“Commercializing our differences and perpetuating the myths which harm the relationships between the protectors and their communities is wrong at any time of year, but it is especially egregious now,” Canterbury wrote. “I understand that these are third-party sales, but Amazon does have the ability to prohibit the sale of products which are offensive to the public and which may damage your company’s good name amongst FOP members and other active and retired law enforcement officers.”

Walmart removed the “Bulletproof: Black Lives Matter” shirt from its store after the union called it “offensive.” The shirts were being sold through Walmart’s website by Connecticut based retailer Old Glory Merchandise.  Amazon has yet to follow Walmart and remove the shirt.

The FOP, which represents 330,000 members nationwide, said it was opposed to the word “bulletproof,” which it found offensive, and not because the shirt was promoting Black Lives Matter.  Canterbury said he wasn’t surprised that Amazon wouldn’t remove the listing and called the website a “pretty liberal marketer.”  He added that the issue was still important because of the “amount of violence demonstrated at Black Lives Matter marches and the fact that eight police officers had been assassinated while protecting Black Lives Matter protests,” – referring to the police killings in Dallas and Baton Rouge over the summer.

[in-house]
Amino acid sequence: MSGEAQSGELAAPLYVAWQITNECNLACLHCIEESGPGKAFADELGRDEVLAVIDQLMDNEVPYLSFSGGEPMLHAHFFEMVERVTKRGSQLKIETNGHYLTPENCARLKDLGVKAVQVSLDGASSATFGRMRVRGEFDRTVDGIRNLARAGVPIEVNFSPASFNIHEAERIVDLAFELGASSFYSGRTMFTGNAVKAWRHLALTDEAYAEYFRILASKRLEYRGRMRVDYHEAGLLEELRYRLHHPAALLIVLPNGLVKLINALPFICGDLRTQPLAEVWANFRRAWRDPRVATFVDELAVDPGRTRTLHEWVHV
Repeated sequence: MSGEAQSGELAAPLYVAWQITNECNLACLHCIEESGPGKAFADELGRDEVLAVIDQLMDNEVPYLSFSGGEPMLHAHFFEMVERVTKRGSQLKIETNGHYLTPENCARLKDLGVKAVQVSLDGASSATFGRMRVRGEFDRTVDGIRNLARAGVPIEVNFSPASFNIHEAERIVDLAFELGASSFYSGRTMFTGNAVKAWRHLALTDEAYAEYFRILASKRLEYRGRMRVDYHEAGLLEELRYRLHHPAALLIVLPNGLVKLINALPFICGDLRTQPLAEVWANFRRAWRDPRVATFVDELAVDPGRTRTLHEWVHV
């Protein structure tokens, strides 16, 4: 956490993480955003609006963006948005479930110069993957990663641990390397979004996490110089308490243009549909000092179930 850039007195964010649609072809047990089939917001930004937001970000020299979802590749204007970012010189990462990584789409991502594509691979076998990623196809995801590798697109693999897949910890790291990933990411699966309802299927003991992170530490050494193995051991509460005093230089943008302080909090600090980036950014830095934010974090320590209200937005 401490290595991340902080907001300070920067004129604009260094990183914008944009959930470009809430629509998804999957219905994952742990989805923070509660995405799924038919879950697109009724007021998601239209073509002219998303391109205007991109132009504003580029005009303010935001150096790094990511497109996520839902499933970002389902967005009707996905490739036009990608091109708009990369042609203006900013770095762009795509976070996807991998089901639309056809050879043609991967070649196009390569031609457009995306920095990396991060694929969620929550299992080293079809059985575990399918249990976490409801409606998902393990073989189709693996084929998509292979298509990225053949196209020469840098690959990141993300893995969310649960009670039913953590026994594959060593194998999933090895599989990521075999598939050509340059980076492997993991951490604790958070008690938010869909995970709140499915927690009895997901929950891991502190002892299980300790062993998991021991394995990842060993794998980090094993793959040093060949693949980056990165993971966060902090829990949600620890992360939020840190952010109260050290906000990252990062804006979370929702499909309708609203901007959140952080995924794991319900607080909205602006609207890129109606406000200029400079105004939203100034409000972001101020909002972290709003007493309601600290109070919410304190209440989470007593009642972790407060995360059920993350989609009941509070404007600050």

Canterbury said that the union would continue to pressure retailers who sell the Black Lives Matter merchandise until the group makes it clear that don’t approve of anti-police violence.  Amazon has not released any statements regarding the matter other than to say that the seller of the shirt removed the item from its website.  The shirt was still on the Amazon.com website but listed as “no longer available”.